On September 29, 1999 Cynthia was the victim in her estranged husband's murder-suicide.
...[Fort Lauderdale police officer] Daniel Alberto Rodriguez, coaxed his estranged wife to take the trip north, saying he was worried about problems at work and did not want to be alone. He needed someone to talk to, so Cynthia went against her family's wishes... Cynthia said she had to join her husband because he needed her...
...Cynthia Rodriguez refused to call the police and report her husband's behavior even after her mother suggested it... "She said he was already under investigation for something else and she didn't want him to get fired"... Rodriguez had been the subject last year of a departmental inquiry for threatening another woman with a gun...
...[Jim C. said] Danny admitted to me and my wife that he put his gun to [a different woman's] head and threatened to kill her... [Jim C.] said he called the Sun-Sentinel after hearing from friends in Fort Lauderdale about the murder-suicide, "because if they had done the right thing a year ago, maybe this situation wouldn't have happened"...
...Before Rodriguez was hired in Fort Lauderdale, he had been denied jobs at six other police agencies and had told an officer who pulled him over in Miami-Dade County that he, too, was an officer, even though he wasn't...
...When his temper flared because she wanted to have lunch with a girlfriend, it was irritating. But when he penned another love note and slipped it over the bar, it was touching...
...But the family's attorney, Douglas L. Bates, said Rodriguez's record should have alerted the department to potential trouble... Bates said the department knew Rodriguez had been involved in trouble while working off-duty security jobs, and that in 1991, before being hired, he was pulled over by Metro-Dade police and produced a fake Fort Lauderdale police badge...
...[Cindy] drove a big black GMC pickup truck with a silver dolphin emblem on the rear window. She'd been a horseback rider since she was a toddler and doted on her two Siberian huskies. When she decided to be a pilot, she simply walked into Ross Aviation at North Perry Airport and said: "What do I have to do to learn how to fly?"...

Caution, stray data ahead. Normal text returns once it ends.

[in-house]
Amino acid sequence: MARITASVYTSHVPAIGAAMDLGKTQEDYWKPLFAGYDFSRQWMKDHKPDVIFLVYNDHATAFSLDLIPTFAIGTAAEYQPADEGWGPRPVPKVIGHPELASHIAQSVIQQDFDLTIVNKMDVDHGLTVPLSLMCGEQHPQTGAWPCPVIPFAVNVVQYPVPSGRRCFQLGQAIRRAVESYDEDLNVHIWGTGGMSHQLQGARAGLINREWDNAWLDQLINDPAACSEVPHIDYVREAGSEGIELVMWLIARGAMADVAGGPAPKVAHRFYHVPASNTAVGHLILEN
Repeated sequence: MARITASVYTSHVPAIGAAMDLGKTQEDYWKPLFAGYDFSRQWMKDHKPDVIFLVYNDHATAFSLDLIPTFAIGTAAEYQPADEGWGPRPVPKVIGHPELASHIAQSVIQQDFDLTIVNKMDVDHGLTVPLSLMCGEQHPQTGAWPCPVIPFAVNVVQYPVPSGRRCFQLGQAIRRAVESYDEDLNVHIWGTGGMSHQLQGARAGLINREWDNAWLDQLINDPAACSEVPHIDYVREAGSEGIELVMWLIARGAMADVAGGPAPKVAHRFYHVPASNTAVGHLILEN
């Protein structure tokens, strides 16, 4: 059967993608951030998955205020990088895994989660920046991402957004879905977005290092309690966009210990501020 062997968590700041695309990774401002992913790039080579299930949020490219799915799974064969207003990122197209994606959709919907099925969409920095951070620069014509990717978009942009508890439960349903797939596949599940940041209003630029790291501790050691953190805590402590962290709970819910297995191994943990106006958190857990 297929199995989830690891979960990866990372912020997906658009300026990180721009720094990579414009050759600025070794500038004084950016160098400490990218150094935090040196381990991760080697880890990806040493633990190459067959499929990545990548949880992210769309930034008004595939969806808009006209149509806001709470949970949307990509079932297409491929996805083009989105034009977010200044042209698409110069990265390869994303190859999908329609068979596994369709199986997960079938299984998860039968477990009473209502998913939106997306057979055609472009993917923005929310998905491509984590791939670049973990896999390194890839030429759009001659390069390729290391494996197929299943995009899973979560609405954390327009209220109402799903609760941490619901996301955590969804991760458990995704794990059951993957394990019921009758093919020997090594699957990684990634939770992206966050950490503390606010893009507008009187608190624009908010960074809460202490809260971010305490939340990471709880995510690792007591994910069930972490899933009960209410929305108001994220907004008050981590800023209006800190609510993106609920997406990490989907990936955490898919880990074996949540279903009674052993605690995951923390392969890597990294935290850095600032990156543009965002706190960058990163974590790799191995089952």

Kathy Bushouse, Vanessa Bauza
Sep 30, 1999
[Excerpts] A newly married Fort Lauderdale police officer killed himself and his wife Wednesday in what detectives are calling a murder-suicide in a motel room near Walt Disney World. Osceola County sheriff's detectives were investigating the deaths of Daniel Rodriguez, 30, and his wife, Cynthia, 23... The couple, who married in August, checked in on Tuesday... Fort Lauderdale homicide detectives were on their way to Osceola County on Wednesday night to assist with the investigation into the Rodriguezes' deaths... The department's chaplain was with Rodriguez's family Wednesday night...[Full article here]
Terri Somers and Ardy Friedberg
Oct 1, 1999. pg. 1.B
[Excerpts] A sobbing Cynthia Cusano Rodriguez called her mother at 3:40 p.m. Wednesday from a Kissimmee motel room, pleading for someone to come pick her up so she could flee her abusive husband. Ten minutes later, the 23-year-old woman's father and younger sister were on the highway headed north to get her. They already were too late. Just minutes after hanging up the telephone, Rodriguez was shot in the head and killed by her husband, a Fort Lauderdale police officer, who then killed himself... The officer, Daniel Alberto Rodriguez, coaxed his estranged wife to take the trip north, saying he was worried about problems at work and did not want to be alone. He needed someone to talk to, so Cynthia went against her family's wishes... Cynthia said she had to join her husband because he needed her... "She was a very loving, compassionate person. She had so much to offer, and he just snuffed her life out," [Mom] Marie Cusano said. "He didn't know how many lives he was destroying when he took her away"... They had plans for a big wedding in February, they said. But on a trip to Las Vegas five weeks ago, the couple were wed. She came home with bruises on her arms and legs from that trip, Marie Cusano said. And after a lot of prodding by her parents, Cynthia broke down and confessed that her new husband was abusive... "She moved into his house before they were married and moved out 10 days after. Then she moved back in two weeks later and moved back out again the night everyone was preparing for the hurricane," she said. Cynthia had returned to live with her parents... Cynthia Rodriguez refused to call the police and report her husband's behavior even after her mother suggested it... "She said he was already under investigation for something else and she didn't want him to get fired"... Rodriguez had been the subject last year of a departmental inquiry for threatening another woman with a gun... [Full article here]
`WE NEVER SAW THIS COMING': Detective Says Murder-Suicide By Officer Surprises Police
Oct 2, 1999